Vripack goes long for a client and scores big with Project Casa.
By Andrew Parkinson
Designing a new concept yacht is a special endeavor for any design team, especially when the owner’s brief requires thinking outside the box—or in the case of Vripack’s latest concept, approximately 7,000 nautical miles outside the box. When a young yachtsman decided it was time to upsize, it meant commissioning a world wanderer for his whole family—spanning three generations of avid sailors from grandparents to grandchildren.
“The owner is at a place in life where his children are old enough and his parents are young enough to join on long voyages, so it’s conceivable to sometimes have three generations of family plus guests on board at any given time,” says Marnix Hoekstra, partner and naval architect at Holland-based Vripack. “They are active adventurers who will be cruising to extreme environments—hot and cold—so naturally they require the ability to all be inside together at times while still enjoying the outside ambiance in all its splendor.”
Vripack has a self-branded corporate culture, VriThink, that aims to revolutionize yacht design by seeking out and harnessing creativity spotted in global trends. The team found its solution within the architectural styling of a Brazilian house—nearly 7,000 miles across the pond. While the Brazilian house concept, which allows climate and culture to guide the family-centric design process, isn’t necessarily new to land-based construction, it’s certainly at the cutting edge of European yacht design.
The quintessential Brazil house takes alfresco living a step beyond your typical patio or balcony with a long, open interior layout and a loft element that caters to both privacy and openness. The main level is wide open and can get rather creative in design. In contrast with the modern lower level, the loft overhead is typically warmer and more intimate.
“Accommodating several different styles of living, it is a perfect solution for multigenerational family living, and this includes cruising,” says Hoekstra. “Instead of an aft deck on the bridge level, we simply have a mid-deck that is open. For the loft, we designed a one-and-a-half-story welcome lounge with lazy spiraling stairs. It stays out of the sun so you’re not directly hit by sunlight. Or, if you happen to be in the Arctic, it’s easy to heat and you still get a sense of the outdoors.”
This mid-deck area connects to two VIP staterooms, allowing elderly guests to be at ease and still be part of the action. Belowdecks, the layout features a large parents’ room, which connects to two kids’ rooms, with the option to keep all rooms open as a giant family suite. The main deck aft remains obstruction-free, which permits space for numerous toys and tenders, such as daysailers—surely a welcomed convenience by three generations of sailing enthusiasts—and Vripack has cleverly integrated a launching crane into the bulwark.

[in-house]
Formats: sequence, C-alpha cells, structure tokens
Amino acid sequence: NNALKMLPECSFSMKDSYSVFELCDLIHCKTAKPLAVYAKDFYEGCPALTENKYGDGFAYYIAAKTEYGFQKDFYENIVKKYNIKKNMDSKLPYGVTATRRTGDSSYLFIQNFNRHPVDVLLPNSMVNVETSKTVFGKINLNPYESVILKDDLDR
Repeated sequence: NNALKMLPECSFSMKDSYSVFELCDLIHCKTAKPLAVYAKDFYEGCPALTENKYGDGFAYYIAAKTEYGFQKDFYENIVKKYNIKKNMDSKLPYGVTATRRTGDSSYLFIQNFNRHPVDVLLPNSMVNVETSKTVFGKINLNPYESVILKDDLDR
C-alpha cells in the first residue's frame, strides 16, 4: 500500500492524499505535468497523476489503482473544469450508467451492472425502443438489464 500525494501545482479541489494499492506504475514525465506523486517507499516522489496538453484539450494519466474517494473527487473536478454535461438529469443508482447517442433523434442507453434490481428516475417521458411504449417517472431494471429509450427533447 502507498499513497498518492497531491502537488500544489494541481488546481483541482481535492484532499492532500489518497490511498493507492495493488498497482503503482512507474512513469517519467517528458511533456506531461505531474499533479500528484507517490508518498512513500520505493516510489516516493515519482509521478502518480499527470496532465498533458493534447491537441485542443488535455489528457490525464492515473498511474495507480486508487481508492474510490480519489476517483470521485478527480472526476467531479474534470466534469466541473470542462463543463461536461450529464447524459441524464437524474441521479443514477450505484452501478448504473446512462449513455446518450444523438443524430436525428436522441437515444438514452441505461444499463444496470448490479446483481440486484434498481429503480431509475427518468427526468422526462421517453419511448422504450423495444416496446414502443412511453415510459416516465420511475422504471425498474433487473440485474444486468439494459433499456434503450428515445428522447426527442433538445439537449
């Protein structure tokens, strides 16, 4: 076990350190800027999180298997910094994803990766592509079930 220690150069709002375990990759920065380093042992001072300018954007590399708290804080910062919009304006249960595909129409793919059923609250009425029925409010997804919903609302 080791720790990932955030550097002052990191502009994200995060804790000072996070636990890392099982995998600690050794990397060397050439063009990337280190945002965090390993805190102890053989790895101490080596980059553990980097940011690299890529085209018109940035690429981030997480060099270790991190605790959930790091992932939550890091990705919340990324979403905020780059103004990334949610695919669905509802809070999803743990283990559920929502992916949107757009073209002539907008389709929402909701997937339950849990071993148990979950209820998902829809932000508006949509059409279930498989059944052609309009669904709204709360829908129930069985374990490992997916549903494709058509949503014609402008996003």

Yachts International recently caught up with Hoekstra to learn more about Vripack’s 137-foot (41.90-meter) Brazil house concept, now appropriately called Project Casa:
YI: Surely you encountered some obstacles in adapting a land-based construction concept for the open ocean.
MH: It can be easy to go way overboard on something like this and make something extremely modernistic, but for the owner it still must look like a yacht—not just a fancy object. It needed to be fresh and modern, but still keeping somewhat traditional yacht lines. It’s not a building; it’s a ship, and it needs a bow. As we moved aft from there, we then looked for opportunities to [incorporate] ideas from contemporary architecture. I think we’ve blended those two worlds very nicely in the final design of Casa.
YI: What most required your team to think outside the box?
MH: Having to accommodate three totally different generations with different needs. Grandparents may not be able to move around easily. To account for this, we designed the welcoming main deck family area near their cabins, so when on board they can be connected to the central living space with little effort. The children require safety and the ability to be outdoors but still protected from the elements and visible to parents. With three generations, plus captain and crew, there’s definitely a lot happening on this boat, which we had to account for.
YI: Is this the first modern explorer concept for Vripack?
MH: The term modern explorer has become cliché. We have a tremendous amount of experience in modern explorers, but it’s the new degree of modern in this concept that’s so exciting for us and yacht design as a whole. We’ve embraced it. To have a client challenge us to put on our thinking caps and have a fresh take on a traditional concept is always a thrill.
YI: How soon might we see Project Casa make her maiden voyage?
MH: We are already in the process of selecting a builder and will begin laying down the terms of a deal very soon. It’s not every day you get to work on such a fresh concept, and we believe we have designed something revolutionary here, so we can’t wait to see her fully constructed and on the water.
YI: Where does the owner intend to take the boat?
MH: In the exact words of the owner, ‘Everywhere except the Med.’ He seems to be quite the modern explorer himself.
For more information: +31 (0)515 43 66 00, vripack.com